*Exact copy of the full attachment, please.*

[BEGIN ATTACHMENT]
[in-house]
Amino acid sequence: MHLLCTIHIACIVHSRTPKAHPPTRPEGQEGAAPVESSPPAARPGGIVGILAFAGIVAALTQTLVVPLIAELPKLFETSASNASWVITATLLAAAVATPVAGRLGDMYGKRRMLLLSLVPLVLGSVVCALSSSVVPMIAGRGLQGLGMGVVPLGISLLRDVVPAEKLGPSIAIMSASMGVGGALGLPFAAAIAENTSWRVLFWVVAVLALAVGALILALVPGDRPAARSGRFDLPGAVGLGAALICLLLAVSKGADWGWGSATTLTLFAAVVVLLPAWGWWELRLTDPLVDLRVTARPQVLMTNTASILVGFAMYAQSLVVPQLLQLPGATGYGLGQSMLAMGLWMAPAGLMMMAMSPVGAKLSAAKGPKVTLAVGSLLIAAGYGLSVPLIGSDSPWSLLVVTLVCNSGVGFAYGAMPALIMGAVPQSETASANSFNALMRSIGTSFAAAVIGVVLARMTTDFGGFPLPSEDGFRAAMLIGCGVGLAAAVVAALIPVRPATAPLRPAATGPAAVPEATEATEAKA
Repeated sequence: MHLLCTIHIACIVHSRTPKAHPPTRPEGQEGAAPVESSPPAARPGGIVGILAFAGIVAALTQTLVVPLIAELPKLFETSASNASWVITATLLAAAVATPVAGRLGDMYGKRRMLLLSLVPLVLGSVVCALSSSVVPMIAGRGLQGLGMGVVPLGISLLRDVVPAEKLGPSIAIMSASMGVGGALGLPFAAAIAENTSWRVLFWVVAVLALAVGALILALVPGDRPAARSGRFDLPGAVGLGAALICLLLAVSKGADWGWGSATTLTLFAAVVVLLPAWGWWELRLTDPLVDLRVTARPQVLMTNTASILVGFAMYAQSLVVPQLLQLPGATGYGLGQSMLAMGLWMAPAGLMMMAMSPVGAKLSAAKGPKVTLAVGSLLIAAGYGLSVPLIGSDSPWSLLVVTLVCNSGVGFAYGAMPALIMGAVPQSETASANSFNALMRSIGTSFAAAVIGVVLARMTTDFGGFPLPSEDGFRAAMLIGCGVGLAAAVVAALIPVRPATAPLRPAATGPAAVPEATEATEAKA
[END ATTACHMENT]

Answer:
[in-house]
Amino acid sequence: MHLLCTIHIACIVHSRTPKAHPPTRPEGQEGAAPVESSPPAARPGGIVGILAFAGIVAALTQTLVVPLIAELPKLFETSASNASWVITATLLAAAVATPVAGRLGDMYGKRRMLLLSLVPLVLGSVVCALSSSVVPMIAGRGLQGLGMGVVPLGISLLRDVVPAEKLGPSIAIMSASMGVGGALGLPFAAAIAENTSWRVLFWVVAVLALAVGALILALVPGDRPAARSGRFDLPGAVGLGAALICLLLAVSKGADWGWGSATTLTLFAAVVVLLPAWGWWELRLTDPLVDLRVTARPQVLMTNTASILVGFAMYAQSLVVPQLLQLPGATGYGLGQSMLAMGLWMAPAGLMMMAMSPVGAKLSAAKGPKVTLAVGSLLIAAGYGLSVPLIGSDSPWSLLVVTLVCNSGVGFAYGAMPALIMGAVPQSETASANSFNALMRSIGTSFAAAVIGVVLARMTTDFGGFPLPSEDGFRAAMLIGCGVGLAAAVVAALIPVRPATAPLRPAATGPAAVPEATEATEAKA
Repeated sequence: MHLLCTIHIACIVHSRTPKAHPPTRPEGQEGAAPVESSPPAARPGGIVGILAFAGIVAALTQTLVVPLIAELPKLFETSASNASWVITATLLAAAVATPVAGRLGDMYGKRRMLLLSLVPLVLGSVVCALSSSVVPMIAGRGLQGLGMGVVPLGISLLRDVVPAEKLGPSIAIMSASMGVGGALGLPFAAAIAENTSWRVLFWVVAVLALAVGALILALVPGDRPAARSGRFDLPGAVGLGAALICLLLAVSKGADWGWGSATTLTLFAAVVVLLPAWGWWELRLTDPLVDLRVTARPQVLMTNTASILVGFAMYAQSLVVPQLLQLPGATGYGLGQSMLAMGLWMAPAGLMMMAMSPVGAKLSAAKGPKVTLAVGSLLIAAGYGLSVPLIGSDSPWSLLVVTLVCNSGVGFAYGAMPALIMGAVPQSETASANSFNALMRSIGTSFAAAVIGVVLARMTTDFGGFPLPSEDGFRAAMLIGCGVGLAAAVVAALIPVRPATAPLRPAATGPAAVPEATEATEAKA